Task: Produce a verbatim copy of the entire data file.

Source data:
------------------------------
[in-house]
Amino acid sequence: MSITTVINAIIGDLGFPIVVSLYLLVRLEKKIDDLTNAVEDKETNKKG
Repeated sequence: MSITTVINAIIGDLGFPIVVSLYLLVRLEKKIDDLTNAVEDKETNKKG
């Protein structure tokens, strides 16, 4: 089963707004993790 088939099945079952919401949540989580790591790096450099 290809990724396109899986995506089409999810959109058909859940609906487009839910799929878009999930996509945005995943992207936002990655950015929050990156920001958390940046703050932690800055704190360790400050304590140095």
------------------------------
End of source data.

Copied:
[in-house]
Amino acid sequence: MSITTVINAIIGDLGFPIVVSLYLLVRLEKKIDDLTNAVEDKETNKKG
Repeated sequence: MSITTVINAIIGDLGFPIVVSLYLLVRLEKKIDDLTNAVEDKETNKKG
């Protein structure tokens, strides 16, 4: 089963707004993790 088939099945079952919401949540989580790591790096450099 290809990724396109899986995506089409999810959109058909859940609906487009839910799929878009999930996509945005995943992207936002990655950015929050990156920001958390940046703050932690800055704190360790400050304590140095």